Though surveys suggest a majority see rolling rail strikes as unjustified, they could potentially be the biggest since 1995, when weeks of walkouts paralysed the national network.
Tens of thousands of people have already taken to the streets in three rounds of protests over Macron's labour reforms.
Retirees have come out to demonstrate over tax changes that reduce their pensions and prison guards staged nearly two weeks of protests in January over security risks and poor pay.
Care workers have gone on strike twice in six weeks over stretched resources and unsanitary conditions in many state retirement homes.
And students have also taken to the streets over planned changes to university access, though in relatively small numbers.
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French customs officers strike over job cuts

Customs officers across France will walk out on Thursday in protest at job cuts that unions say will “weaken the customs network”.

French customs officers strike over job cuts

The national strike on Thursday, March 10th is expected to lead to delays at ports, airports and on the Eurostar.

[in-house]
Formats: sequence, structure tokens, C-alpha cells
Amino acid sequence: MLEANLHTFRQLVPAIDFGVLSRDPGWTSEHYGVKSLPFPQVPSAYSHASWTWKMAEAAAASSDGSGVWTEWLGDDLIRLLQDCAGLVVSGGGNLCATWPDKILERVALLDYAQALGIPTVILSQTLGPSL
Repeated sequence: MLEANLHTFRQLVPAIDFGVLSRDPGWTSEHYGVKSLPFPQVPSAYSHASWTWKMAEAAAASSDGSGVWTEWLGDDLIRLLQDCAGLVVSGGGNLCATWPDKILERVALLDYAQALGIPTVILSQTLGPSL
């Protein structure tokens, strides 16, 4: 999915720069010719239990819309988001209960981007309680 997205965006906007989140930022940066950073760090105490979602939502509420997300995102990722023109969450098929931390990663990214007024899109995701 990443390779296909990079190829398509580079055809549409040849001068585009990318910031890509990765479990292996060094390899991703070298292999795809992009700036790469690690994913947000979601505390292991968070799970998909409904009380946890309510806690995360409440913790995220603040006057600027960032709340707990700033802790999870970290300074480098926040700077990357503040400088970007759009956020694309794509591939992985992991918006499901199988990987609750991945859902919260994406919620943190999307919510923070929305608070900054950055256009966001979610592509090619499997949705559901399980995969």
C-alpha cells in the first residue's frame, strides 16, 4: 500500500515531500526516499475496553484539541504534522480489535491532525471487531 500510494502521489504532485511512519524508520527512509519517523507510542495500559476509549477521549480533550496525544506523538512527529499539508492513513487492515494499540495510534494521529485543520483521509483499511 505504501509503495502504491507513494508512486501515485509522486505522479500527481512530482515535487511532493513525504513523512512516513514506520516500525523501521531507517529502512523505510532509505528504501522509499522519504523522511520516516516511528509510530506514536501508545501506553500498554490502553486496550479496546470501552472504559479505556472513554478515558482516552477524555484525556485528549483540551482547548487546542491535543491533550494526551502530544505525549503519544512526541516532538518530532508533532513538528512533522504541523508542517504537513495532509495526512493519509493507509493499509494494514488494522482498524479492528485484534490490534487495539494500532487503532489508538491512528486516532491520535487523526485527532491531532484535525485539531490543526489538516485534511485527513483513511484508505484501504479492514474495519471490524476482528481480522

The strike, which will include a rally outside the National Assembly building in Paris, was called by the CFDT-Douane and has the support of other unions. 

A work-to-rule protest over pay and conditions by customs officers in 2019, under the shadow of Brexit, led to delays and disruption at airports, as well as ports including Calais and Dunkirk, and on Eurostar trains.

Unions are calling on the government to axe plans to switch responsibility for import duty collection to the Direction Générale des Finances Publiques by 2024, at the cost of 700 customs’ officer jobs – and, according to strikers, tens of billions of euros to State coffers.

“We are asking for the reforms to be stopped, mainly that of the transfer of taxation, which is disorganising the network with the elimination of nearly a thousand jobs,” CFDT-Douane’s secretary general David-Olivier Caron said.

The planned job cuts come after years of restructuring and streamlining that has seen thousands of positions disappear, the unions say, when customs fraud and smuggling is rising because of a lack of resources.